The public called for another levee en masse, just like 1793, in order to save the fledgling republic from its untrustworthy generals. Trochu refused. However, a compromise was created in which 134 new National Guard battalions were formed in Paris, 300,000 men in arms total.
Since the June Days Revolt of 1848, only the bourgeoisie had been allowed into the National Guard. Thus the working poor, the ones more likely to revolt against the government, were kept unarmed. This now changed, as almost all of the new battalions were workers. This was to be the most critical development in the formation of the Paris Commune.

The Siege

The Prussian army arrived at the suburbs of Paris on September 15, and finished surrounding Paris by September 19. Paris was cut off from the rest of France for the duration of the war.

On October 3, Gustave Flourens, a commander in the National Guard, led five battalions to the Hotel de Ville to protest the near complete lack of military response to the Prussian advance. The government response was to ban all demonstrations for the duration of the war, and to postpone the municipal elections (Paris didn't have a municipal government since 1848). Both of these actions caused a split between the moderate republicans and the revolutionary/socialist wing.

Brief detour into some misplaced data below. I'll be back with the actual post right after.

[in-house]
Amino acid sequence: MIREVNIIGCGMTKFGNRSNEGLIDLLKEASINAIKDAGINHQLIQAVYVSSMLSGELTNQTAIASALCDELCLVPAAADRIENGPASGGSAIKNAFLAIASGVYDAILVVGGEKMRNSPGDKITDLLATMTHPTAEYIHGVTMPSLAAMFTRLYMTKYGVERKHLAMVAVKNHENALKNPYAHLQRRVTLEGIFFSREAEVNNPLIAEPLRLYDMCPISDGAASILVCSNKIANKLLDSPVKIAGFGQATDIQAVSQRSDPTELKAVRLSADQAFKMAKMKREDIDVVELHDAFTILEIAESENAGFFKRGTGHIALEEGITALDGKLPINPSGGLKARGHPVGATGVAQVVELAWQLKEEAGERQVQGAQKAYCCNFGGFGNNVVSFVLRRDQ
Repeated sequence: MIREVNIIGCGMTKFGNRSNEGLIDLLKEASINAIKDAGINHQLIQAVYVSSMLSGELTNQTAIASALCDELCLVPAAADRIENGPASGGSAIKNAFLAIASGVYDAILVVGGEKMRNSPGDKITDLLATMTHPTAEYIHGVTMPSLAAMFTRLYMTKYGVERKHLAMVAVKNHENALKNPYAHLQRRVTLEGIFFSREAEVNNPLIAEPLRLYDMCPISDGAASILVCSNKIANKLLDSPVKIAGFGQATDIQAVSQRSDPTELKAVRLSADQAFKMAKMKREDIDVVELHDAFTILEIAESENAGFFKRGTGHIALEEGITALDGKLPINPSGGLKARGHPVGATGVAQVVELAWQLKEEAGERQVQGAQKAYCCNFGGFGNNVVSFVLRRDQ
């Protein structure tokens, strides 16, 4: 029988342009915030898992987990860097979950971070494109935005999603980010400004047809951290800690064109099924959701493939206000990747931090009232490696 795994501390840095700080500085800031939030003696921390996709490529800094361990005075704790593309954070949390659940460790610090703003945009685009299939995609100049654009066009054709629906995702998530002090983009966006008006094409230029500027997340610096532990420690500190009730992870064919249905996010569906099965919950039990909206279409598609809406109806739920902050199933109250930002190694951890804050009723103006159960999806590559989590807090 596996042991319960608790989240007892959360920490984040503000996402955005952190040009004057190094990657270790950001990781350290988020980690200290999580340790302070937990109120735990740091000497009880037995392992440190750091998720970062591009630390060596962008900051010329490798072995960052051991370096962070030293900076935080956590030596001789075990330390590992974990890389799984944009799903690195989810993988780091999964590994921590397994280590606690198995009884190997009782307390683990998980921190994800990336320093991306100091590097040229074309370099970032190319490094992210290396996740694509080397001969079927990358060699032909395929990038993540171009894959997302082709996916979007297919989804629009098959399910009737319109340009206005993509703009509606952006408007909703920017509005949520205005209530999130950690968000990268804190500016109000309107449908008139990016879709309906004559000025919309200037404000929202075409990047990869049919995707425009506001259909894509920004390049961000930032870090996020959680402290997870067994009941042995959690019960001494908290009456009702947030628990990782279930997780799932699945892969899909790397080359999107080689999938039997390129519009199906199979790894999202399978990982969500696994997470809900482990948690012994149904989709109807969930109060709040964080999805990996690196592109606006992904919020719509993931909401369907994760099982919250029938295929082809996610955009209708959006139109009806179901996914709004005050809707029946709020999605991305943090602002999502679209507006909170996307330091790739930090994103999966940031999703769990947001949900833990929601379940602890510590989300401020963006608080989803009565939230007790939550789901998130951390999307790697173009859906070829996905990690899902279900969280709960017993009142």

Shortly afterward Léon Gambetta left Paris by balloon on October 7 in order to organize resistance in the provinces. The balloon of the time was a one-way trip, of which there was 66 of them. None of them were ever shot down.

On October 29 General Carey de Bellemare, one of the army commanders, chafing at the inaction of the government, took it upon himself to seize a nearby suburb of Paris. It was not a strategic area and Trochu not only didn't follow up on the advance, but actually berated the general. The following day the Prussians recaptured the town and took 1,200 prisoners in the process. The public was outraged by this passive response from the government.